Biphasic calcium phosphate (BCP) thin film having resorbable β-tricalcium phosphate (β-TCP) and non-resorbable hydroxyapatite (HAp) phases having enhanced bioactivity was synthesized by electron beam evaporation technique. Nanosized BCP was deposited as a layer (500 nm) on (0 0 1) silicon substrate by electron beam evaporation and crystalline phase of samples were found to improve on annealing at 700 °C. Uniform deposition of calcium phosphate on silicon substrate was verified from elemental mapping using scanning electron microscope (SEM-EDX). Annealing of the samples led to a decrease in surface roughness, hydrophobicity and dissolution of the coating layer. Amoxicillin loaded thin films exhibited significant bacterial resistance. In addition, BCP thin films did not exhibit any cytotoxicity. Antibiotics incorporated BCP coated implants might prevent the post-surgical infections and could promote bone-bonding of orthopedic devices.

  8. Nanocrystalline biphasic resorbable calcium phosphate (HAp/β-TCP) thin film prepared by electron beam evaporation technique

    International Nuclear Information System (INIS)

    Biphasic calcium phosphate (BCP) thin film having resorbable β-tricalcium phosphate (β-TCP) and non-resorbable hydroxyapatite (HAp) phases having enhanced bioactivity was synthesized by electron beam evaporation technique. Nanosized BCP was deposited as a layer (500 nm) on (0 0 1) silicon substrate by electron beam evaporation and crystalline phase of samples were found to improve on annealing at 700 °C. Uniform deposition of calcium phosphate on silicon substrate was verified from elemental mapping using scanning electron microscope (SEM-EDX). Annealing of the samples led to a decrease in surface roughness, hydrophobicity and dissolution of the coating layer. Amoxicillin loaded thin films exhibited significant bacterial resistance. In addition, BCP thin films did not exhibit any cytotoxicity. Antibiotics incorporated BCP coated implants might prevent the post-surgical infections and could promote bone-bonding of orthopedic devices.

  9. Osteogenesis-inducing calcium phosphate nanoparticle precursors applied to titanium surfaces

    International Nuclear Information System (INIS)

    This study investigated the effects of the morphology and physicochemical properties of calcium phosphate (CaP) nanoparticles on osteogenesis. Two types of CaP nanoparticles were compared, namely amorphous calcium phosphate (ACP) nano-spheres (diameter: 9–13 nm) and poorly crystalline apatite (PCA) nano-needles (30–50 nm × 2–4 nm) that closely resemble bone apatite. CaP particles were spin-coated onto titanium discs and implants; they were evaluated in cultured mouse calvarial osteoblasts, as well as after implantation in rabbit femurs. A significant dependence of CaP coatings was observed in osteoblast-related gene expression (Runx2, Col1a1 and Spp1). Specifically, the PCA group presented an up-regulation of the osteospecific genes, while the ACP group suppressed the Runx2 and Col1a1 expression when compared to blank titanium substrates. Both the ACP and PCA groups presented a more than three-fold increase of calcium deposition, as suggested by Alizarin red staining. The removal torque results implied a slight tendency in favour of the PCA group. Different forms of CaP nanostructures presented different biologic differences; the obtained information can be used to optimize surface coatings on biomaterials. (paper)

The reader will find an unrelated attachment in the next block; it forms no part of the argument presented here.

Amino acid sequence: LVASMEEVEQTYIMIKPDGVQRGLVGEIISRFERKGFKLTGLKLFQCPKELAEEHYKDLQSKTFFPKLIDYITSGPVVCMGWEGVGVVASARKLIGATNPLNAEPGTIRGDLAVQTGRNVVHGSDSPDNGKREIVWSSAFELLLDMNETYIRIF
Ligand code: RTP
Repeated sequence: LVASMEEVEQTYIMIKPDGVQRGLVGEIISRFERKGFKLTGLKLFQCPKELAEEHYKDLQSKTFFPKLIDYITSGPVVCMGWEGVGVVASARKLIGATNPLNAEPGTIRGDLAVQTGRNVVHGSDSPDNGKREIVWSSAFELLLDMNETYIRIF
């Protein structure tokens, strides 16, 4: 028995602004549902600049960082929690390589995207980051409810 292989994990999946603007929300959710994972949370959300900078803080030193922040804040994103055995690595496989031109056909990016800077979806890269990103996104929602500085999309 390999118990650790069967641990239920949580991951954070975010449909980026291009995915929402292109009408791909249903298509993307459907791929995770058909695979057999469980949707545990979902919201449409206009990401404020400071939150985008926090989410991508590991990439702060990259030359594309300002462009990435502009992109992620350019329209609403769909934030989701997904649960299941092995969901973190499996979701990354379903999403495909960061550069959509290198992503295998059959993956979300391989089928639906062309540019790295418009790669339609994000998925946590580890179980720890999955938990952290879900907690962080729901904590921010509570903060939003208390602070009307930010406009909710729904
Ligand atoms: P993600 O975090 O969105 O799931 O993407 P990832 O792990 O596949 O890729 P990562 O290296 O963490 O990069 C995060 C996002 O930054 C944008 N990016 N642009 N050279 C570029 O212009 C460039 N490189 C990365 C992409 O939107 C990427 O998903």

10. Modifications on the properties of a calcium phosphate cement by additions of sodium alginate

    Energy Technology Data Exchange (ETDEWEB)

    Coelho, W.T.; Fernandes, J.M.; Vieira, R.S.; Thurmer, M.B.; Santos, L.A., E-mail: trajano@ufrgs.br, E-mail: julianafernandes2@yahoo.com.br, E-mail: rsvieira.eng@gmail.com, E-mail: monicathurmer@yahoo.com.br, E-mail: luis.santos@ufrgs.br [Universidade Federal do Rio Grande do Sul (PPG/LABIOMAT/UFRGS), RS (Brazil)

    2012-07-01

    The Calcium Phosphate Cement (CPC) are bone substitutes with great potential for use in orthopedics, traumatology and dentistry due to its biocompatibility, bioactivity and osteoconductivity, and form a paste that can be easily shaped and placed into the surgical site. However, CPCs have low mechanical strength, which equals the maximum mechanical strength of trabecular bone. In order to assess the strength and time to handle a CPC composed primarily of alpha phase, were added sodium alginate (1%, 2% and 3% wt) and an accelerator in an aqueous solution. The cement powder was mixed with liquid of setting, shaped into specimens and evaluated for apparent density and porosity by Archimedes method, X-ray diffraction and compressive strength. A significant increase in compressive strength by adding sodium alginate was verified. (author)

  11. Modifications on the properties of a calcium phosphate cement by additions of sodium alginate

    International Nuclear Information System (INIS)